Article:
The enthusiasm of Chinese audiences for Western musicals has been increasing over the past decade. This passion is readily noticeable from a preliminary observation of Chinese theatres, as well as the press and social media in China. The aim of this paper, therefore, is to examine this Chinese audience and its appropriation of this genre, from a social, aesthetic, and cultural globalization perspective. In short, the overall aim of this study is to answer the research question: How and why, in terms of social and aesthetic reasons, are Chinese fans of Western musicals appropriating this genre? This study employed the qualitative research method of purposive sampling, on account of it allowing for an interviewee selection focus on individuals with a basic knowledge of Western musicals and the related fan community. After volunteer interviewees on the relevant social media and fan platforms were selected, semi-structured, in-depth interviews were conducted with the respondents, who were encouraged to describe their internal and external audience experiences and theatre fan narratives in their own terms. Discourse analysis was applied to discern individual views on this genre and its political boundaries (Bryman, 2012), with narrative analysis as a supplement. The findings of this paper derive from a combination of Bourdieusian theory on taste distinctions and fan community research within a cross-cultural context. The study found that Chinese audience for Western musicals has a particularly positive attitude toward this genre, achieving aesthetic and intellectual understanding in its experience of it. Chinese respondents commented that they find watching musicals very relaxing and that relaxation brought by musicals is also the important charm of this genre. That preference is related to that Chinese society has a traditional tendency to regard all culture and art as a form of entertainment (Wu, 2016). While valuing the emotional experience of theatre, the Chinese audience has its own particular disposition (Daenekindt & Roose, 2017) toward Western musicals. This audience prefers to devote its passion to theatrical works themselves, rather than to the actors involved in them, paying little attention to Bourdieusian cultural distinctions of taste – especially as it does not share the social and cultural background of European audiences. The genre of Western musicals is, for this group, an attractive cultural phenomenon, around which is built a pure social relationship outside the spheres of kinship and livelihood (Giddens, 1991; Stebbins, 2001). The enthusiasm of Chinese fans for Western musicals is thus revealing of their lifestyle preferences.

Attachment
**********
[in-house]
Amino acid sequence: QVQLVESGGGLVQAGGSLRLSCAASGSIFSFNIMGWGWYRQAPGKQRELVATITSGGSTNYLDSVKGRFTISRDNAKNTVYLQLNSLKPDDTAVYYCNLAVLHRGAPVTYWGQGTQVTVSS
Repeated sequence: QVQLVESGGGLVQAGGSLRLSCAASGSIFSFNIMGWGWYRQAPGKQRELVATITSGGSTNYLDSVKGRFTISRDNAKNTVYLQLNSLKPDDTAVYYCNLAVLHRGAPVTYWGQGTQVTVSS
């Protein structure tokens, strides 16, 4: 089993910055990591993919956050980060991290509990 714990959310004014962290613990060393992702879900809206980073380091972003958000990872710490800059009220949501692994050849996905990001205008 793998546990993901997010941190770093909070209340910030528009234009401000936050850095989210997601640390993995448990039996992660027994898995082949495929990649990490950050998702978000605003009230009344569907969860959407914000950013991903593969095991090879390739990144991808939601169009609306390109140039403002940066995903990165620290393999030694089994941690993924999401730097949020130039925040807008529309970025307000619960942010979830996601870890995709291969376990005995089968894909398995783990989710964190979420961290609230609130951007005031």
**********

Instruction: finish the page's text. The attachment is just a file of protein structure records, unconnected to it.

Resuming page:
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Keywords kunstwetenschappen, cultuurwetenschappen, Distinctions of taste, Cultural globalization, Western musical theatre, Chinese, audience, Aesthetic distance
Thesis Advisor N. van Pocke
Persistent URL
Series Master Arts, Culture & Society
M. Liu. (2019, June 14). Other Hills whose Stones are Good for Working Jade. Master Arts, Culture & Society. Retrieved from